Wednesday, 26 October 2016


Alan Bridges, 1966, b/w, UK

During a sparse and atmospheric English rural night, a spaceship falls to Earth and causes a commotion for the night shift at a local hospital. But if you’re looking for a full-frontal alien incursion, despite the promise of the title, this isn’t it. And also, if you looking for memorable aliens, these aliens look like Asians and that’s it. Actually, although this low-key sci-fi flick could have quite easily fallen into xenophobia, it somehow doesn’t – and Dr Who writer Robert Holmes was also responsible for the broad ‘Oriental’ villain of ‘The Talons of Weng-Chiang’ (which I love) so maybe an eyebrow would raise. But there’s a Chinese nurse that is portrayed just as straightforwardly as anyone else and it’s not as if the Asians are portrayed negatively. It’s in the same way that ‘The Unearthly Stranger’ could be repugnantly misogynistic but doesn’t quite feel like it. This is perhaps because a clear-cut, no-nonsense intelligence is at work overall rather than biased meanness. 

Invasion’ is a triumph of atmosphere and localisation: it takes place in a very small area and pours on fog and a little weirdness to amp things up, its one true outbreak of action being an effective collision by car with a force-field. But even here, the scene plays out without the dramatic emphasis of music and there’s an elongated stunned silence that plays afterwards to let the shock of it sink in. Where ‘Invasion’ wins is in its wonderfully somnambulist ambience, based around a small group of characters that act with a seemingly bored professionalism. A doctor is called from home for emergency work but she doesn’t exactly rush: rather, she takes a moment to lie down to resign herself to the fact she’s been called in. Such details promotes believability and makes the whole thing quite alluring. It’s a shame that the ending is all rushed without doing anything to enhance what’s gone before: indeed, the whole thing ends with plenty of questions unanswered. But this is appealing minor fair, a low-budget British sci-fi thriller that exudes an attitude and mood that elevates it from its obvious limitations.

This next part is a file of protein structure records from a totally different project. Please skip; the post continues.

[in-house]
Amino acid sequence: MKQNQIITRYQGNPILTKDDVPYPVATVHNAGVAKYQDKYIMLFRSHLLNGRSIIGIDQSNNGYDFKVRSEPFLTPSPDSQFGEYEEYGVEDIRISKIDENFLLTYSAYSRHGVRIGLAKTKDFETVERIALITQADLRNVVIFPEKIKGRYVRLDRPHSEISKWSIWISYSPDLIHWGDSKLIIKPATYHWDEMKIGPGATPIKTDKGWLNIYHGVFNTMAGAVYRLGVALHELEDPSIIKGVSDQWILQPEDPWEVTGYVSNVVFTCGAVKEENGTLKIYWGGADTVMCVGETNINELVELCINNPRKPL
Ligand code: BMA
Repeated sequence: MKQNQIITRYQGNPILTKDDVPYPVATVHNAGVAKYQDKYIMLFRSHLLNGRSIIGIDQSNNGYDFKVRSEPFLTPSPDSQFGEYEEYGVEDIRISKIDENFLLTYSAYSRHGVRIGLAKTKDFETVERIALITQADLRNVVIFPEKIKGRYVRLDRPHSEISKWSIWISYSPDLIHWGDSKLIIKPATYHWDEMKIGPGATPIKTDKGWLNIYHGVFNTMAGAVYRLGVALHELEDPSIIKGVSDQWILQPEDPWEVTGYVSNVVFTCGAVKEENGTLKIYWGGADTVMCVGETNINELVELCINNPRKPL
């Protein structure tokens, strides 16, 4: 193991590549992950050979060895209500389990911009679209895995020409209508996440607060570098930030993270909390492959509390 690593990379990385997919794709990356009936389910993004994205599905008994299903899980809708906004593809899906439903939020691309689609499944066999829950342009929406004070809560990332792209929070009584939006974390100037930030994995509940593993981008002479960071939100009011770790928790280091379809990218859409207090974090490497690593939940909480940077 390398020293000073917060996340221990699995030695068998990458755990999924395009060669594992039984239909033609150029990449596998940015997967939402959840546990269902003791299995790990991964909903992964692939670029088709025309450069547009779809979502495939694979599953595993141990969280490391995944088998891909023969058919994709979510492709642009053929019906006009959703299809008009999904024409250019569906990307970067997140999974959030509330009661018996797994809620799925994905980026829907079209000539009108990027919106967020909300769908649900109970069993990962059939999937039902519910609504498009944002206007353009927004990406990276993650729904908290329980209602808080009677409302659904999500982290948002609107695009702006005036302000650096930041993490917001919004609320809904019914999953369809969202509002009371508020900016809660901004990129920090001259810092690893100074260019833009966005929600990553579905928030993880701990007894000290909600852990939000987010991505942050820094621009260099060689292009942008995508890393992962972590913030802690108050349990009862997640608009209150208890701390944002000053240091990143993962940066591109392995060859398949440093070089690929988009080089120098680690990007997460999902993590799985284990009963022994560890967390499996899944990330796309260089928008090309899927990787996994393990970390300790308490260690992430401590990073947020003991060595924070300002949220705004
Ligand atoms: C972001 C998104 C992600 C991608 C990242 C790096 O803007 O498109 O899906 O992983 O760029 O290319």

Philip said...

I'm also very fond of The Talons of Weng-Chiang, and if one can forgive the yellowface acting the villain, I think, comes over as complex and rather tragic. He's intelligent and witty, playing on the prejudices of the gweilo ("one of us is yellow") and, like Leela, is the victim of a confidence trick by a fake god, the true villain of the piece. The serial is also notable, of course, for the appearance of the Peking Homunculus, played by the child actor Michael Gove.

Buck Theorem said...

Yes, yes I can see the resemblance to Gove.

Oh, Mr Sin terrified me as a kid. And I agree: having watched the show as an adult, the villain's tragic qualities are obvious. And watching as an adult and noting Mr Sin is actually some kind of pig-alien made him quite icky and repellent too.

It's only the giant rat that really let's it down.